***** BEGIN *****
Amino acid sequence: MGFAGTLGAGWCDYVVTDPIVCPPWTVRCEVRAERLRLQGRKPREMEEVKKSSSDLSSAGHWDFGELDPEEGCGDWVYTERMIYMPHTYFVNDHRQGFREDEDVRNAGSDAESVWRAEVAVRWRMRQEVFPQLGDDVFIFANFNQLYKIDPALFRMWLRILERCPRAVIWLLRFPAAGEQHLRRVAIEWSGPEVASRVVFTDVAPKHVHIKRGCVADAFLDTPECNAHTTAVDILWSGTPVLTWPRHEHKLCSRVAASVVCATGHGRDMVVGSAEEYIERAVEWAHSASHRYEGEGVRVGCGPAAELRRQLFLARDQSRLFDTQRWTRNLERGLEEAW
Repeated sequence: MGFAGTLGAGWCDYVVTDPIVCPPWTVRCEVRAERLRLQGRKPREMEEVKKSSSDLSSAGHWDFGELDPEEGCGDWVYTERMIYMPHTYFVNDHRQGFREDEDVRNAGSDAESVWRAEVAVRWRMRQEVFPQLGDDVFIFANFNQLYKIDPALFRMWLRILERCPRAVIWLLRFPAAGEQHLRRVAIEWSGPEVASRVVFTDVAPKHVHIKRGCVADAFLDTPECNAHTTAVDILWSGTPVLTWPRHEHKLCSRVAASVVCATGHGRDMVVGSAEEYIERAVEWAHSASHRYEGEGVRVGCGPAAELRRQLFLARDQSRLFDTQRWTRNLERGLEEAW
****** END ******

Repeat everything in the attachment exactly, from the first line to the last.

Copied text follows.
Amino acid sequence: MGFAGTLGAGWCDYVVTDPIVCPPWTVRCEVRAERLRLQGRKPREMEEVKKSSSDLSSAGHWDFGELDPEEGCGDWVYTERMIYMPHTYFVNDHRQGFREDEDVRNAGSDAESVWRAEVAVRWRMRQEVFPQLGDDVFIFANFNQLYKIDPALFRMWLRILERCPRAVIWLLRFPAAGEQHLRRVAIEWSGPEVASRVVFTDVAPKHVHIKRGCVADAFLDTPECNAHTTAVDILWSGTPVLTWPRHEHKLCSRVAASVVCATGHGRDMVVGSAEEYIERAVEWAHSASHRYEGEGVRVGCGPAAELRRQLFLARDQSRLFDTQRWTRNLERGLEEAW
Repeated sequence: MGFAGTLGAGWCDYVVTDPIVCPPWTVRCEVRAERLRLQGRKPREMEEVKKSSSDLSSAGHWDFGELDPEEGCGDWVYTERMIYMPHTYFVNDHRQGFREDEDVRNAGSDAESVWRAEVAVRWRMRQEVFPQLGDDVFIFANFNQLYKIDPALFRMWLRILERCPRAVIWLLRFPAAGEQHLRRVAIEWSGPEVASRVVFTDVAPKHVHIKRGCVADAFLDTPECNAHTTAVDILWSGTPVLTWPRHEHKLCSRVAASVVCATGHGRDMVVGSAEEYIERAVEWAHSASHRYEGEGVRVGCGPAAELRRQLFLARDQSRLFDTQRWTRNLERGLEEAW